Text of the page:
Dabaaya village in Luxor [Upper Egypt] witnessed attacks on its Coptic locals last Friday, which resulted in the murder of four Copts and the injury of three others, as well as the burning and looting of 23 houses of Christian families.
Most of the village Copts fled the city, while those who remained are staying in the local church for fear of repeated attacks.
MCN's correspondent recounted a visit to the village:
A car took us 13 kilometers away from the city of Luxor to reach Dabaaya village. The situation seemed to be cautiously calm, and our target was to reach Nag Hassan where the attacks took place, which is about a kilometer away from the local church. But, we stopped at the church, which had turned into a shelter for victims of these attacks.
The car parked in front of St. John Church, the screams of the women inside echoing throughout the place. We entered to see the victims wearing black clothes and lying on the ground, some crying and others screaming, and some simply not moving, tired of the pain and suffering.
The church sheltered all the victims who have lost their families and homes, and are threatened to be killed any minute should attacks be repeated, especially with continuous threats from militants if they report the perpetrators to the police.
Some of them managed to collect themselves enough to speak to MCN of their catastrophe, while others refused to talk, preferring silence for fear for their children. They believe talking will not benefit them, as it will not return their homes to them nor punish the perpetrators.
MCN spoke with victims’ families, staying with them inside the church. They were unable to eat the food they were given, as they were in shock, after militants stormed their houses while police stood idly by watching the murder of Copts. Women pleaded with the police to rescue their husbands, but they only transported the women to armored vehicles to the nearby church, leaving the men prey for extremists.
The police left the militants to continue attacking, stabbing six men, resulting in the death of four.
MCN team could not reach Nag Sultan on the first day of arriving, due to the intense security activity, spending their first night inside the church with the victims’ families.
The church’s priests took part of an initiative put forward by some Muslim sheikhs, which would return some Christian families back to their homes, which were not destroyed by the flames. Those who returned shut themselves in for fear of being attacked, while the rest of the victims remained at the church.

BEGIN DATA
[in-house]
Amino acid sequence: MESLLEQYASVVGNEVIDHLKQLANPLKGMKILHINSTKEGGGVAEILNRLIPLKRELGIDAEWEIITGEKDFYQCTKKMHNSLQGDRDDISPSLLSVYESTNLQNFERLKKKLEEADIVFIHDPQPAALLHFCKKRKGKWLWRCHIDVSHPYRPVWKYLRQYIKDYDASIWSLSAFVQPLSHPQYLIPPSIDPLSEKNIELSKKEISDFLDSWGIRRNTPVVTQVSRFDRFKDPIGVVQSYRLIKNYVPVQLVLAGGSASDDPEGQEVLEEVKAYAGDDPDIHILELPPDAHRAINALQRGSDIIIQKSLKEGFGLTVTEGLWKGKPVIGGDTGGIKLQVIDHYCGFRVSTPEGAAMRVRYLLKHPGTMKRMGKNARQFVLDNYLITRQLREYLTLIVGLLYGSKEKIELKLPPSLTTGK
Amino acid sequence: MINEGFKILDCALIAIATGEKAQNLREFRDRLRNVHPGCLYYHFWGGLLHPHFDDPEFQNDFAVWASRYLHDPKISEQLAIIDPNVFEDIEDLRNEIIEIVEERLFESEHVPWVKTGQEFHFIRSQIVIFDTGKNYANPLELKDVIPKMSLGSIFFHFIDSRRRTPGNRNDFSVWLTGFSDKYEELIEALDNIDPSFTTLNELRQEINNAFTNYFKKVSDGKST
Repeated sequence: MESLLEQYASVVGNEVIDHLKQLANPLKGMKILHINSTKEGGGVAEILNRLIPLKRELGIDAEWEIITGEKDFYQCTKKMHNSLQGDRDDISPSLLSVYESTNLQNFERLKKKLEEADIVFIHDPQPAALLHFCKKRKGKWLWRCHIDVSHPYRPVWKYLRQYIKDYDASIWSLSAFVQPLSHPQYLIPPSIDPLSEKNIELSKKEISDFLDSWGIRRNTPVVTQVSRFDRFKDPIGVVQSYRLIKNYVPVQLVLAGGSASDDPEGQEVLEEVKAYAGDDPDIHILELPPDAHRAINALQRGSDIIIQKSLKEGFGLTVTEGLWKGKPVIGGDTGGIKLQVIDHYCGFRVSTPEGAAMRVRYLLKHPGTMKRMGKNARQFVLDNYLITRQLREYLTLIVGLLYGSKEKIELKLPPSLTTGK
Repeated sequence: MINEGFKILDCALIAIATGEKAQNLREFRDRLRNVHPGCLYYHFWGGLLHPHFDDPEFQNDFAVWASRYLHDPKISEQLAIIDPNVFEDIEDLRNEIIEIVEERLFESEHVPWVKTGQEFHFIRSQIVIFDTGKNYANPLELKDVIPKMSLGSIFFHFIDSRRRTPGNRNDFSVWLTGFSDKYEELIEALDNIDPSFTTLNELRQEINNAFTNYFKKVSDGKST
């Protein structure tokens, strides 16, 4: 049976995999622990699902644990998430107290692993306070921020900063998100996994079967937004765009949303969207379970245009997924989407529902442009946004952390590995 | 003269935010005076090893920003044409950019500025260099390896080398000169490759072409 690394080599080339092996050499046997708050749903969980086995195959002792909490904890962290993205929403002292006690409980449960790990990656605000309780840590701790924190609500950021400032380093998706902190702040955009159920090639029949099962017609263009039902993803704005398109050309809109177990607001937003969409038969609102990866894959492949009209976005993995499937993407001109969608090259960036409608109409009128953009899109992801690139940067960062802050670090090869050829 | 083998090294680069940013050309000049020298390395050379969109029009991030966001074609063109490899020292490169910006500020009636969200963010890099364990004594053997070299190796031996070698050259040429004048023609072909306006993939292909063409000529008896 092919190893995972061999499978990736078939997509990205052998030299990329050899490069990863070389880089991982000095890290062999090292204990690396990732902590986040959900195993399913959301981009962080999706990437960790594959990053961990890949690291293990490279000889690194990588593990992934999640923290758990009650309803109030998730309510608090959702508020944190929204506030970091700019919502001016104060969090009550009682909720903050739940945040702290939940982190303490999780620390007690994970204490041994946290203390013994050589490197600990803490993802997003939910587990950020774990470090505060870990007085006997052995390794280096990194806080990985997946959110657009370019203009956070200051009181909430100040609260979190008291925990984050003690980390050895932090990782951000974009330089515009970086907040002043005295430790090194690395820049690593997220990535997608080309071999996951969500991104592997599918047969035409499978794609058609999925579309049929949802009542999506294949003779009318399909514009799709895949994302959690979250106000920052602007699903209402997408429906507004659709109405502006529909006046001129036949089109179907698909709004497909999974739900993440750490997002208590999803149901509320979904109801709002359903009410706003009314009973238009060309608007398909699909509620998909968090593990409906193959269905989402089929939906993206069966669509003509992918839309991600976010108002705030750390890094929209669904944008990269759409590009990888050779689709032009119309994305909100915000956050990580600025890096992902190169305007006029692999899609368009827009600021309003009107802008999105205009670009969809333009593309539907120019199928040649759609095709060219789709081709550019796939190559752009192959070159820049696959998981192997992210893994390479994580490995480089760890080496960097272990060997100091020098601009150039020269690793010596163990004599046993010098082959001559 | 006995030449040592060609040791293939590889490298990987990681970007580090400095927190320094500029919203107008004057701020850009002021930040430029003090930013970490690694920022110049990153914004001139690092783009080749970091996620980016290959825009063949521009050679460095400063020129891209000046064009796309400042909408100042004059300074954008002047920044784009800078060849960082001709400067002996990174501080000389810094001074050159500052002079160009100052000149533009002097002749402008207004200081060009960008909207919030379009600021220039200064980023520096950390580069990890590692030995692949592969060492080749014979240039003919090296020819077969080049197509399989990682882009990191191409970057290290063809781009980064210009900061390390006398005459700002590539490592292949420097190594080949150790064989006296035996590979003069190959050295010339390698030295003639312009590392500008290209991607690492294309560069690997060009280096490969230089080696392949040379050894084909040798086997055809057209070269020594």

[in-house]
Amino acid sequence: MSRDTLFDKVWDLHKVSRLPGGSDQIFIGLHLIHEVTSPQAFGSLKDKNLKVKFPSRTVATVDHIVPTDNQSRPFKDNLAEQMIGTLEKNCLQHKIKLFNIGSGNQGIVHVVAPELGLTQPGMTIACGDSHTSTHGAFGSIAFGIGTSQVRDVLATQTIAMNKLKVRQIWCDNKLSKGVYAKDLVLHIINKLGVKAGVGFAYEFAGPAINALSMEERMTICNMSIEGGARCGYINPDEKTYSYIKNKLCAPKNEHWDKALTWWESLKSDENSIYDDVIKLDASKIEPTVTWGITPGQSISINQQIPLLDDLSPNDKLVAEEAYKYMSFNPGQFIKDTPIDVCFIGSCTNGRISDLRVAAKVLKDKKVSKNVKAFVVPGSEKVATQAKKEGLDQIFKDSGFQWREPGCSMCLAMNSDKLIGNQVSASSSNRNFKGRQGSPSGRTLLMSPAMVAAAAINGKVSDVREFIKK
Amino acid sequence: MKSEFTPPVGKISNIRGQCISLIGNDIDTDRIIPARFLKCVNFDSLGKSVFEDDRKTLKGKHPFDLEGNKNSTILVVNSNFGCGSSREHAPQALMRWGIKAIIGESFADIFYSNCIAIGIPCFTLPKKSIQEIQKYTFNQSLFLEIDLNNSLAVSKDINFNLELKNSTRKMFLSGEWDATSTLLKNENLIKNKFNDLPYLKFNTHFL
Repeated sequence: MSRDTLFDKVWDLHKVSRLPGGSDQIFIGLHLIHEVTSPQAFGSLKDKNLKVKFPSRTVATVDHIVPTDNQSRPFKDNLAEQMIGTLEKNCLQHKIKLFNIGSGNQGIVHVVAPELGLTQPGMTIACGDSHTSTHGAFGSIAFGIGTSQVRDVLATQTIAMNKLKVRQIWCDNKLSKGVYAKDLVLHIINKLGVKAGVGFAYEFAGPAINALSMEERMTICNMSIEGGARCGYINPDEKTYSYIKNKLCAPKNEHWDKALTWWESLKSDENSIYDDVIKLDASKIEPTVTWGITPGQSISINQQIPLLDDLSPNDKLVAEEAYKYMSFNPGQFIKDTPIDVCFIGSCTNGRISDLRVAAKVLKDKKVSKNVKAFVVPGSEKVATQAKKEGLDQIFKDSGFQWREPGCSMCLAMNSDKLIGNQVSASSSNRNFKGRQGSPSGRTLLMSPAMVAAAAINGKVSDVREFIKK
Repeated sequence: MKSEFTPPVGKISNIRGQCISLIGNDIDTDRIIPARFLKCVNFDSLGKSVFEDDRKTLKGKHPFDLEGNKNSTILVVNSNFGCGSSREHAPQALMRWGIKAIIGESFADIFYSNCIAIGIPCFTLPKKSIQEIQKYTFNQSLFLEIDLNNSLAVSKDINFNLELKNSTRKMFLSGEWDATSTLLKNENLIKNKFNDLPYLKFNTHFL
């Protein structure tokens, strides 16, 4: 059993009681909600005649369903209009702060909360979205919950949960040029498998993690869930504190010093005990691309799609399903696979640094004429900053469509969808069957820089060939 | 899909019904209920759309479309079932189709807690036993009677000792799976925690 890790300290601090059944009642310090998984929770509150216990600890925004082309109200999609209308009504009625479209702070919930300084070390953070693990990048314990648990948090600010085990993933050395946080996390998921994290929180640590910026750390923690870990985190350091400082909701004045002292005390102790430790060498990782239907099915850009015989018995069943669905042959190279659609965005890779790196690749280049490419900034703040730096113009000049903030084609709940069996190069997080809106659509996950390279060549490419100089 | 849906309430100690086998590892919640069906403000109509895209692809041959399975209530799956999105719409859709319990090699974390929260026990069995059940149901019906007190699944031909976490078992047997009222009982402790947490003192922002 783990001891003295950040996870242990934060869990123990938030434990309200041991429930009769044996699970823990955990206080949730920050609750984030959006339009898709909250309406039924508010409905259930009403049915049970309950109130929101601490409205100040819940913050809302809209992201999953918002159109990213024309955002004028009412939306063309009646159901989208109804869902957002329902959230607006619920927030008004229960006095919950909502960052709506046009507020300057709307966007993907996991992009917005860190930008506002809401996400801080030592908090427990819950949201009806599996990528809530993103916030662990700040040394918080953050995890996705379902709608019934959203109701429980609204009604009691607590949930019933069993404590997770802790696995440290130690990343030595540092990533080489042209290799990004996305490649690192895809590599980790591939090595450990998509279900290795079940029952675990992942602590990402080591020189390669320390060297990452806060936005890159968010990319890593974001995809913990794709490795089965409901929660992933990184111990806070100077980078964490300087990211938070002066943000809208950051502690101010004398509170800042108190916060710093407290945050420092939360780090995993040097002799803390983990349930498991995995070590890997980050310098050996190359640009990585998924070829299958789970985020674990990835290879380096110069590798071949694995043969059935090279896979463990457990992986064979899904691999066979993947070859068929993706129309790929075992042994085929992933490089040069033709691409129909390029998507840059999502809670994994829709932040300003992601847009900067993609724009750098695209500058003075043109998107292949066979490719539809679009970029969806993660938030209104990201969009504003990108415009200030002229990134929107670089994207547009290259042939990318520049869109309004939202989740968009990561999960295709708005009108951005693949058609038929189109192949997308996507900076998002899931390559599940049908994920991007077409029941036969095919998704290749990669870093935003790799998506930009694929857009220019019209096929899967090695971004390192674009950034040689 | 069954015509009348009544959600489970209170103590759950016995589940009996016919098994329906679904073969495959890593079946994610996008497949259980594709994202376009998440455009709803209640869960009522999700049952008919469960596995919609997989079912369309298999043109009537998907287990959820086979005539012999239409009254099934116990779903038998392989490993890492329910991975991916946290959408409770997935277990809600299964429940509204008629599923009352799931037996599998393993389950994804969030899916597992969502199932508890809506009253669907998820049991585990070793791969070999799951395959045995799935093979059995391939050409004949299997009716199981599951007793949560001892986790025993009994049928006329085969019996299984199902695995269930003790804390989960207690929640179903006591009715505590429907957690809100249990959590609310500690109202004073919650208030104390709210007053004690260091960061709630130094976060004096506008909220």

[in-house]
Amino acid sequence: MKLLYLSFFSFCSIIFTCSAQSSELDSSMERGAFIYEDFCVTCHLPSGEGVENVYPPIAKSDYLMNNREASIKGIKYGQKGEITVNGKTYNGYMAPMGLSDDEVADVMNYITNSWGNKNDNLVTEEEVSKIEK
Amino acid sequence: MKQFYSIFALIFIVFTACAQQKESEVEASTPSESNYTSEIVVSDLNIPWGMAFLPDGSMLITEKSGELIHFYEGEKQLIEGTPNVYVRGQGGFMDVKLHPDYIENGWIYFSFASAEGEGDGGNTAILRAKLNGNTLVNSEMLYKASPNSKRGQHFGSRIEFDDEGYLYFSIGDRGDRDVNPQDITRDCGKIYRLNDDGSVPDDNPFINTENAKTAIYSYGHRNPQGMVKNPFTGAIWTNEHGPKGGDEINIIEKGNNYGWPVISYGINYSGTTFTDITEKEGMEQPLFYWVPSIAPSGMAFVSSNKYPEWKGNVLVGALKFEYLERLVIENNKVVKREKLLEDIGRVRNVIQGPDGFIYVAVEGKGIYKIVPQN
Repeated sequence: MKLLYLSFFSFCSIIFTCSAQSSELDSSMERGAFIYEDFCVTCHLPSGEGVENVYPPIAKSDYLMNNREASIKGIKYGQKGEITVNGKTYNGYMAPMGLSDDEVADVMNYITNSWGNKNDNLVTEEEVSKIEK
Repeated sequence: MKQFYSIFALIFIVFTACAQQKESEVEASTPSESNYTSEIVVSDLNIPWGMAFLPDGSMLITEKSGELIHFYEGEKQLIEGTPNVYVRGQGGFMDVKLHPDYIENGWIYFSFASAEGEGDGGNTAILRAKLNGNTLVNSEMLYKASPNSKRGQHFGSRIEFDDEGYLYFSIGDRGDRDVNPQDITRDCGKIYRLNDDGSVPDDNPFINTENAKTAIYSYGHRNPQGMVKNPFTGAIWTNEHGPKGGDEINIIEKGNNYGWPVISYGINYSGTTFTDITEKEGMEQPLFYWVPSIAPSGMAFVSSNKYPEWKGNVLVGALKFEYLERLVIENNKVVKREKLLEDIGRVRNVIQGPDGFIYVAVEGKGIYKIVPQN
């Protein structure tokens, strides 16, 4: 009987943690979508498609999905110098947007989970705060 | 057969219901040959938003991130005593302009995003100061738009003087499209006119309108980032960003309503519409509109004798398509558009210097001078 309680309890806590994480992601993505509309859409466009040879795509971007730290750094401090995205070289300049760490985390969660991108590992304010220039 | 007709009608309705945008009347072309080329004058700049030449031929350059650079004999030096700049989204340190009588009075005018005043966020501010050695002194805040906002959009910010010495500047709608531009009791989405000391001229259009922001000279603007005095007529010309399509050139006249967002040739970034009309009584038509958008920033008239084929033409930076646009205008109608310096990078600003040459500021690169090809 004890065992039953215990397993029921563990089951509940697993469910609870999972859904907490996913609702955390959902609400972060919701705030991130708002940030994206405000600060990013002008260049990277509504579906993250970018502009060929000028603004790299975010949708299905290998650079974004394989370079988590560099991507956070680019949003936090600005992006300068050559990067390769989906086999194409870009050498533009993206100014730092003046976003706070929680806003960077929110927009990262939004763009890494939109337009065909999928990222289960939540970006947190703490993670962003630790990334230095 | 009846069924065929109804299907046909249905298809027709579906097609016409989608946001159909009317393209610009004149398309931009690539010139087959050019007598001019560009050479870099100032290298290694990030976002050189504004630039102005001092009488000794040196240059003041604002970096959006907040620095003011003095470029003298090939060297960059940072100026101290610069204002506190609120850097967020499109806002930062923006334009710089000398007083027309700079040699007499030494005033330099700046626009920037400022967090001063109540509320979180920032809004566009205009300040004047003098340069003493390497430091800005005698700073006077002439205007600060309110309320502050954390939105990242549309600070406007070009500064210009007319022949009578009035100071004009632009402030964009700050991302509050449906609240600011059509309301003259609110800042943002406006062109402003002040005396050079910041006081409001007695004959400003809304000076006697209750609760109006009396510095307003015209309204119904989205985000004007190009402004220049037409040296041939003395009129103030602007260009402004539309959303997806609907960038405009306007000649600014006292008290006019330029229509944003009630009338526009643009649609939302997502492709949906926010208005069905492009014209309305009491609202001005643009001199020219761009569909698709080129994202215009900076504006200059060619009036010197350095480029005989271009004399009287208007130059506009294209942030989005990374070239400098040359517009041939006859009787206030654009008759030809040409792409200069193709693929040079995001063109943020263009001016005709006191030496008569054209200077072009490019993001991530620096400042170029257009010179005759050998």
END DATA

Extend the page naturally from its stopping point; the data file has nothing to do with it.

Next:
On the second day, we managed to get through the security blockade and reach Nag Sultan, where one of the local youth led us to Emil Nessim Sarofim’s house, who was murdered in the attack.
Upon arriving, we found smoke still rising from the windows, despite it being three days since the house was burnt, with signs of storming evident on the front iron gate. All three storeys had been burnt completely with evidences of looting in all of them, and the rest of the furniture turned to piles of ash, sparing only some of the birds that the family was raising on top of the building, after the assailants blew up a gas cylinder inside of it.
Emile Nessim’s widow spoke of how the attackers stormed their home looking for her husband, who worked in tourism, as he was working for the Tamarod campaign in the village. The Tamarod [Rebel] campaign collected signatures to withdraw confidence from now deposed President Morsi.
She said she attempted to hide her husband when they came for him, concealing him beneath layers of fabric. She then ran out the backdoor with her children to the neighbors.
The attack took place at around 7:00 pm, looting and destroying the house. Nessim tried to escape but was found by the militants, who beat him on the head with sharp objects.
His wife and children were transported to the nearby church, after militants also attacked the neighboring houses. After negotiations between security forces and assailants, they agreed to let the women and the children leave, but the men had to stay behind. Security forces asked the women to leave, and some women dressed their husbands up to look like women, but security forces discovered their attempts and refused to let them leave, despite the women begging for mercy.
After they were done transporting the women, security forces allowed the perpetrators to enter the neighbor’s house, killing three of the four men inside, and later security forces found Emile Nessim in a critical state between the houses. He was transported to Luxor Hospital, only to die the next day, leaving behind his family. The village lost four of its men, while three others are in critical state.